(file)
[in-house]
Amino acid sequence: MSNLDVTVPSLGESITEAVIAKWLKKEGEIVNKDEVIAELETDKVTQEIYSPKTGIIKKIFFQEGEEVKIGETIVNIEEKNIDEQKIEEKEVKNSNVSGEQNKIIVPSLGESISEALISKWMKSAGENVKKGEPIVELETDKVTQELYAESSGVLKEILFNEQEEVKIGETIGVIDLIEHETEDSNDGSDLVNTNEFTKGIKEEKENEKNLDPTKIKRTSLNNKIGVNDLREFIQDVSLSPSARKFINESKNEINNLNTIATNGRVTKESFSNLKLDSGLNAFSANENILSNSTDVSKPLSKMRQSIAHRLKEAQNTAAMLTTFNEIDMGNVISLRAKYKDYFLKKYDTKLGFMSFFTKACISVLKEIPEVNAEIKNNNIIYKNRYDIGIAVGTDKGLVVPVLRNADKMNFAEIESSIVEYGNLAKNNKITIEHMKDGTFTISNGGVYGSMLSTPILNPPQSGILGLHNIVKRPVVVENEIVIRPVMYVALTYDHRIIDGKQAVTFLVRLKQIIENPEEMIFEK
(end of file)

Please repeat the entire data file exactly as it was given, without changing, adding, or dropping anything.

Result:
[in-house]
Amino acid sequence: MSNLDVTVPSLGESITEAVIAKWLKKEGEIVNKDEVIAELETDKVTQEIYSPKTGIIKKIFFQEGEEVKIGETIVNIEEKNIDEQKIEEKEVKNSNVSGEQNKIIVPSLGESISEALISKWMKSAGENVKKGEPIVELETDKVTQELYAESSGVLKEILFNEQEEVKIGETIGVIDLIEHETEDSNDGSDLVNTNEFTKGIKEEKENEKNLDPTKIKRTSLNNKIGVNDLREFIQDVSLSPSARKFINESKNEINNLNTIATNGRVTKESFSNLKLDSGLNAFSANENILSNSTDVSKPLSKMRQSIAHRLKEAQNTAAMLTTFNEIDMGNVISLRAKYKDYFLKKYDTKLGFMSFFTKACISVLKEIPEVNAEIKNNNIIYKNRYDIGIAVGTDKGLVVPVLRNADKMNFAEIESSIVEYGNLAKNNKITIEHMKDGTFTISNGGVYGSMLSTPILNPPQSGILGLHNIVKRPVVVENEIVIRPVMYVALTYDHRIIDGKQAVTFLVRLKQIIENPEEMIFEK